After a couple of restful days by the Pukaki Airport accommodation, in rather wet weather we headed to Lake Tekapo on that familiar Highway 80. We stayed at the centrally located YHA Lake Tekapo.

Days 9-10 – Methvan

The weather today, well cloudy. Our road journey continued out of Tekapo on Highway 8 towards Burkes Pass – a small historic village. It was the last post before crossing over the tussock covered mountains into the Mackenzie Basin. it still looks and feels like a frontier town. We had to check out the Three Creeks antique store. It is choker with memorabilia from its illustrious past.

This is all farming country. An amazing sight greeted us along the way – a sea of yellow. These are mustard fields in Farlie. It was a contrast to the gray mountains and green rolling pasture fields. Further on, as we gained elevation, the expansive rural views are revealed. Past Farlie, we diverted into Highway 79 towards Geraldine.

Geraldine is a quaint little town. Due to consistent drizzle, we continued on. Past Orari Bridge, we detoured onto the Inland scenic highway 72 toward Mt Somers passing the mighty Rangitata River, and South and North Branch Asburton River /Hakatare. We briefly stopped at Mt Sommers General Store and the Holiday Park (camper vans). We finally arrived at Methvan late afternoon. Like many small towns and villages, eateries close early. Fortunately, one was just closing but served us lunch.

Methvan is not on the tourist map! I was looking for a stop between Tekapo and Christchurch. I stumbled upon Hakatere Conservation Park managed by DoC with private partnership. It is a two hours drive from Christchurch. We decided to stay at Methvan as accommodation, both in Mt Sommers and especially Hakatare Conservation Area, is limited. Our accommodation was Ski Time. It was quite empty as the main season is winter ski season. We decided to walk around Methvan as there was nothing to else to do. For dinner, there is a lovely Japanese eatery on the main road.

The following day, we headed back to Mt Somers and onward to Hakatere Conservation Area and explored the Hakatere/Ashburton Lakes Wilderness, hiked a glacial remnant – Mt Sunday and to Lake Emma Historic Hut. It was a long day but with the sun shining, blue skies and stunning landscapes – it is worth it. Perhaps, it would be great to explore this magical area in winter.

Days 11- 12 – Christchurch

From Methvan, we continued on on Highway 77 via Peel Forest (the are several walking trails in this area) and Mt Hutt towards Christchurch. deer farming is pretty big in these parts. Mt Hutt ski fields were closed and the views were obscured by dense low clouds.

The drive along route 77 is quite scenic. We approached Rakaia Gorge, with the wide but shallow Rakaia River meandering through. There are several walks including a walkway along he river.

However, we continued on. At Coalgate, I noticed a yard sale. I have not witnessed one before and we in to investigate. Sheep and cattle is sold by kilos or herd blocks. The farmers and stockist were welcoming as long as you don’t get in their at auction.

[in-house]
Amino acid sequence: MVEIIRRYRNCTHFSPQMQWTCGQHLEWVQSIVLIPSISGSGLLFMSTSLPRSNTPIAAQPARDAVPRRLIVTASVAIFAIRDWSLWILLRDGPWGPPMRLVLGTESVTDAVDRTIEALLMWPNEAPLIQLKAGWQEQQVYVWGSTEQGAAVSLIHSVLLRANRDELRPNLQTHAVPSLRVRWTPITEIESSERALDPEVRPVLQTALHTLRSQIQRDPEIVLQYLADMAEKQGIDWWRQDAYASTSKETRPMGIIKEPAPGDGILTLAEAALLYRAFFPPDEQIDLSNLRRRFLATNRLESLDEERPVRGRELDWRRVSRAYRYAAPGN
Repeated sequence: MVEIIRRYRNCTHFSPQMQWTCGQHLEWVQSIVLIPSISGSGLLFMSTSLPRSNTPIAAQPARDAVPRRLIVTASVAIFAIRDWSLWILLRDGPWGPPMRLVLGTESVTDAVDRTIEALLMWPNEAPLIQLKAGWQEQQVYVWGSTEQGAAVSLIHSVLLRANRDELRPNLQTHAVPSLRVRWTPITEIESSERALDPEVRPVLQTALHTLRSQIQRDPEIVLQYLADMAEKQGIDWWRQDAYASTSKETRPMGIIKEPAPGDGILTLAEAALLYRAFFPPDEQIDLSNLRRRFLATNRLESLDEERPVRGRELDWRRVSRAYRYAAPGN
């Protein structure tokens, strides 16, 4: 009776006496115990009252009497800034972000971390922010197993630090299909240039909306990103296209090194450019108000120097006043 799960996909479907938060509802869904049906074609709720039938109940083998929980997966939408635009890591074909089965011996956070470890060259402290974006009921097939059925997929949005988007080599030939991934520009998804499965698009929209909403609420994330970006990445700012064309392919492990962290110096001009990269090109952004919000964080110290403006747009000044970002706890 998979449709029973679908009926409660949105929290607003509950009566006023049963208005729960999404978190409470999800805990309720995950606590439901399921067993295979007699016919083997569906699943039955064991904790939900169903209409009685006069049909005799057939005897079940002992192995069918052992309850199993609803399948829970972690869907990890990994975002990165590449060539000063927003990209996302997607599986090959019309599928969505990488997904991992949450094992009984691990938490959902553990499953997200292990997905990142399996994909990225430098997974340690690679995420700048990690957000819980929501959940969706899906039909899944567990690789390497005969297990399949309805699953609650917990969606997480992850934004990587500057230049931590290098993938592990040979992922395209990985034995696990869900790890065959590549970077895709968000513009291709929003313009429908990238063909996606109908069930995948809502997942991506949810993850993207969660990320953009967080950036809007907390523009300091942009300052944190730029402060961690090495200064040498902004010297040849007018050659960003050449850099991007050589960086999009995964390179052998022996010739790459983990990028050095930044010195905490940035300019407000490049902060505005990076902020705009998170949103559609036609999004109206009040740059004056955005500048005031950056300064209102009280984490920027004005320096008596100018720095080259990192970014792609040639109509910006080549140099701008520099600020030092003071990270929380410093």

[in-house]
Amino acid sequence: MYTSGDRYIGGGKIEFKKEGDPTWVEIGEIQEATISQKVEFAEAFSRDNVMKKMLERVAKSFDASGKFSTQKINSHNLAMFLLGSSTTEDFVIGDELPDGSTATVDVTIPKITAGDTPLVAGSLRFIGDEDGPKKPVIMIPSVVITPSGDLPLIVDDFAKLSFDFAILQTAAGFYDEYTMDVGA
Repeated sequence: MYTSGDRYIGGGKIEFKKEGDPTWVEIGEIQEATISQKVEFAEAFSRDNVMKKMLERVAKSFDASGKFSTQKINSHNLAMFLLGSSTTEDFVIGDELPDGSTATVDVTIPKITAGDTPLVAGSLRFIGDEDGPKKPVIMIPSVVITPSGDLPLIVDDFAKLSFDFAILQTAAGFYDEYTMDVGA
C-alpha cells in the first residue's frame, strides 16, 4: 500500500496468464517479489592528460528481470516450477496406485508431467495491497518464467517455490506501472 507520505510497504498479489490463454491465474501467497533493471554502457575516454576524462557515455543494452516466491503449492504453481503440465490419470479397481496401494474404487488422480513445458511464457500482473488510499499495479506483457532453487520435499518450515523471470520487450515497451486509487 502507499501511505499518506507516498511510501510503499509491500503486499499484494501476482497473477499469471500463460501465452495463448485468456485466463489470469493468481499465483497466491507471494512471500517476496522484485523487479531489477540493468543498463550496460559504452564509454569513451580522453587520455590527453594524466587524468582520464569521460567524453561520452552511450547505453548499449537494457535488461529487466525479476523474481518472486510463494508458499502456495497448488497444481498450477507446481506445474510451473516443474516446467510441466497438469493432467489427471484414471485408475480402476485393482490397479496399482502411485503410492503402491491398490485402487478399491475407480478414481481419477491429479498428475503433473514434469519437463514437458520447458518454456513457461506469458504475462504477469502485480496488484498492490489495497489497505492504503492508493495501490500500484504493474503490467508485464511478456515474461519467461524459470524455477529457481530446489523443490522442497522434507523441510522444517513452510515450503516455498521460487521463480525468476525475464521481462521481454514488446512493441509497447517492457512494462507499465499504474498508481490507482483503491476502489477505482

Christchurch – is a city recovering from the carnage of 2011 earthquake. Our accommodation in city central is ideal for exploring on foot. Evidence of this damage is all still there, after 10 years. Rebuilding had been slow. The centre of this damage is the iconic late 1800 Cathedral Church. Construction is on-going but painstakingly slow. A transitional one had been erected and simply called ‘Cardboard Church’. Yes, it is made mostly from cardboard.

Containers had been placed to support the facade of damaged buildings. Some quite unsightly. Why has it taken so long, no one seemed to know. Bureaucracy is the answer. Another icon of Christchurch is the Tramways. Fortunately, it is still running within the CBD. Walking along the tracks through in inner CBD is quite fascinating – shops, museums, quaint craft’s shops and eateries.

We enjoyed the CBD with it’s thriving coffee culture , eateries including the popular Riverside Market with multitude of food to tickle anyone’s palate. My favourite for breakfast is on New Regent Street. Try to get one on the upper floor with a view of the tram passing by. One of the enjoyable walk in the CBD is along the pleasant Avon River (and boat ride on a gondola) and Botanical Garden in Hagley Park. Riccarton’s Saturday Farmers market is a great place to sample artisan food and enjoy a pleasant atmosphere.

Another interesting observation is the streetscape – street art and mural that dot all over the city. Is it an expression of desperation, solace, anger or hope. To each his or her own. There is a unique memorial – 185 Chairs. A poignant tribute to the 185 whom lost the life in the 2011 tragic earthquake. A simple arrangement of white chairs (sitting objects ranging from dining, bassinets to bean bags) on a vacant lot – perhaps a message of impermanence.

Our wonderful 12 days road journey through stunning and exhilarating South Island ended here in beautiful Christchurch.